The study of prison life stretches back to the early twentieth century. For example, in 1913, Thomas Osborne volunteered to spend a week in Auburn Prison as an inmate for academic study (Haynes, 1948). Clemmer (1940) also was a pioneer of this line of scholarship. He described prison as a community with a pecking order and value system that exists apart from and often contradicts that of the outside world. Sykes (1958) further described prison as a society of captives, formed as a consequence of the deprivations or lack of privileges that confinement imposes on inmates. Thus, some of the early investigations of life behind bars focused on the prison as a unique social system. Even today, those involved with corrections stress that any type of person and most things outside prison may be found on the inside as well.
A salient analogy for the context of imprisonment is a community or a society. A context is an environment that typically affects the individual who is subjected to it. For example, the classroom is a context for learning, and the sports field is a context for athleticism. However, the purpose of the correctional context is not so straightforward.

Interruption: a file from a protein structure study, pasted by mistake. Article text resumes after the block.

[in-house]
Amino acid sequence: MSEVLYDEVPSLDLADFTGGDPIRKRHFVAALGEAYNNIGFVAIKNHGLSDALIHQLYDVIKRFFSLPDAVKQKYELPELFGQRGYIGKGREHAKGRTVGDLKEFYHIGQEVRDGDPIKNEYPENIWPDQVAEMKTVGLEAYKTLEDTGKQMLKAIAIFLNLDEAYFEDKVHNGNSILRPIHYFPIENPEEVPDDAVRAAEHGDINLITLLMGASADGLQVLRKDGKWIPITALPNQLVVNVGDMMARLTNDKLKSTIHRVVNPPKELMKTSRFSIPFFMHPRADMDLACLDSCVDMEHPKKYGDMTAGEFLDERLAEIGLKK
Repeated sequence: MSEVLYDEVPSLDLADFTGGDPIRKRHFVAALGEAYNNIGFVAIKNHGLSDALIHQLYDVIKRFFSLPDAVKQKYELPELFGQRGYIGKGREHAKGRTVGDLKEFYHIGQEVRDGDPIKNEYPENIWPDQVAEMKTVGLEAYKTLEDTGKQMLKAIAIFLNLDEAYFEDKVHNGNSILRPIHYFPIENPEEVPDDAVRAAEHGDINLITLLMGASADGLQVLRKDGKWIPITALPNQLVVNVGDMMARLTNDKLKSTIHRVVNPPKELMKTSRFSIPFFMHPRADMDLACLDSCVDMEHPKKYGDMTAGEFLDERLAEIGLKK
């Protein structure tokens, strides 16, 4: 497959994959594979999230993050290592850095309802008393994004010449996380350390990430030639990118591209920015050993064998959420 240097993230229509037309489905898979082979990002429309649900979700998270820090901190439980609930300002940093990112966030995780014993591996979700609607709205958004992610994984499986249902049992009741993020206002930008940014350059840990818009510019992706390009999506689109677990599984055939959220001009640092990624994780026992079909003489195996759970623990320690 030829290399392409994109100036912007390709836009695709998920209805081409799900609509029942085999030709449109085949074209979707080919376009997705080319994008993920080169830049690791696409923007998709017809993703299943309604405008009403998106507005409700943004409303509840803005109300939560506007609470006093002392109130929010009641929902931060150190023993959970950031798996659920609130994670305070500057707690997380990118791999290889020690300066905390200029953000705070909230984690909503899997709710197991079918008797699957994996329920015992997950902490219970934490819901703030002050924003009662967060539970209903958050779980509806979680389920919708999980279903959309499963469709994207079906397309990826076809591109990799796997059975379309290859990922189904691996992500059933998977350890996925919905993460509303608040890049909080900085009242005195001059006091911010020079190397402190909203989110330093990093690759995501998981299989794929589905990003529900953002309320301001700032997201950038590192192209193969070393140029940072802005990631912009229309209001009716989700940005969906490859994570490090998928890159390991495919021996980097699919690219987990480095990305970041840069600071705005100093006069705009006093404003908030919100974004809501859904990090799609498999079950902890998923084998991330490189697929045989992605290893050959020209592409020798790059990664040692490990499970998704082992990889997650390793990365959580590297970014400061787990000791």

Goffman (1961) claimed that prisons are total institutions. A total institution has a character that is “symbolized by the barrier to social intercourse with the outside and to departure that is often built right into the physical plant, such as locked doors, high walls, barbed wire, cliffs, water, forests, or moors” (Goffman, p. 4). Goffman described the following four characteristics that are common to total institutions in general but may not be found in each and every institution: